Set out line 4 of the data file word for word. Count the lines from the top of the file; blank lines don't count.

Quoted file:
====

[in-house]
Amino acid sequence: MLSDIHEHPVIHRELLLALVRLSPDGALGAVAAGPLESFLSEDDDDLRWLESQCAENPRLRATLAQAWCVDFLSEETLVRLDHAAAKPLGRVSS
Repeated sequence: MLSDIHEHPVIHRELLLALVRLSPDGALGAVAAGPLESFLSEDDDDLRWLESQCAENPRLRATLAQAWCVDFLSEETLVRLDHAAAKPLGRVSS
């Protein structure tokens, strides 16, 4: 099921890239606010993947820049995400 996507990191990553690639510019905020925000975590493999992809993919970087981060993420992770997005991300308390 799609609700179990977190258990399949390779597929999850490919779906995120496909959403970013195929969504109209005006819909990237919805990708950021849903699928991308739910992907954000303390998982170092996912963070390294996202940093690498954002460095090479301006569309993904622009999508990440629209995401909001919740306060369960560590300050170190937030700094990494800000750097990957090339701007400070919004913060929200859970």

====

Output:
């Protein structure tokens, strides 16, 4: 099921890239606010993947820049995400 996507990191990553690639510019905020925000975590493999992809993919970087981060993420992770997005991300308390 799609609700179990977190258990399949390779597929999850490919779906995120496909959403970013195929969504109209005006819909990237919805990708950021849903699928991308739910992907954000303390998982170092996912963070390294996202940093690498954002460095090479301006569309993904622009999508990440629209995401909001919740306060369960560590300050170190937030700094990494800000750097990957090339701007400070919004913060929200859970």